Adidas Given The Sack By Chelsea FC

On Thursday afternoon Chelsea Football Club announced that they have agreed a new sponsorship deal with US giants Nike, which is reported to be work £60 million a season over the next 15 years.

From the 2017-2018 season, Nike will be responsible for producing kits for the men’s, women’s and academy teams; most importantly for Chelsea, they will produce replica merchandise for their supporters across the globe. This landmark deal signifies the end of Chelsea’s association with Adidas, a relationship that stems back over ten years to Chelsea’s rise to footballing prominence in 2006.

Chelsea had only recently renewed their sponsorship deal with Adidas in 2013, worth £30 million annually but to enable them to enter into contract with Nike, Chelsea and Adidas terminated their contract (to take effect following the 2016-2017 season). In order to compensate Adidas for this, Chelsea agreed to pay them a sum in the region of £40 million, a fraction of the £60 million a year that they are set to receive from their deal with Nike.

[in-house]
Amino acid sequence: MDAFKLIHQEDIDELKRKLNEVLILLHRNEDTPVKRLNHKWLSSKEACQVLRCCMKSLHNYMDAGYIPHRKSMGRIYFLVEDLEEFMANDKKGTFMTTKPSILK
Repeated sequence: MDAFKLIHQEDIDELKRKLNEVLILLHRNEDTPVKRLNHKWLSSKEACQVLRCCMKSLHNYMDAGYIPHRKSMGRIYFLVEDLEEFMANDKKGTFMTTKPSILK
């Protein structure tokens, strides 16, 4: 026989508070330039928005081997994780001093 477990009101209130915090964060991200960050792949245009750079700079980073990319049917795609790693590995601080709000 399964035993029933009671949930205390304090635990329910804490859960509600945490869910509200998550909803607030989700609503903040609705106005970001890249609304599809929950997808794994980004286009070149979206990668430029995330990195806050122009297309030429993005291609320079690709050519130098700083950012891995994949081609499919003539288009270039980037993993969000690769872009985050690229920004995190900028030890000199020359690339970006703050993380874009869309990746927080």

The need for Chelsea to switch kit suppliers highlights the importance of ensuring that your commercial contract is flexible and suits your changing requirements. Equally, from the perspective of Adidas, even though they were looking to reduce their sponsorship outgoings, ensuring that Chelsea were tied in and obliged to pay an element of liquidated  damages (as compensation for early termination) ensured that Chelsea couldn’t just issue notice to terminate and take the next best deal on the table.  It wouldn’t make commercial sense for parties to have no potential way of exciting their contract if financially it no longer benefited them to be a party to it.

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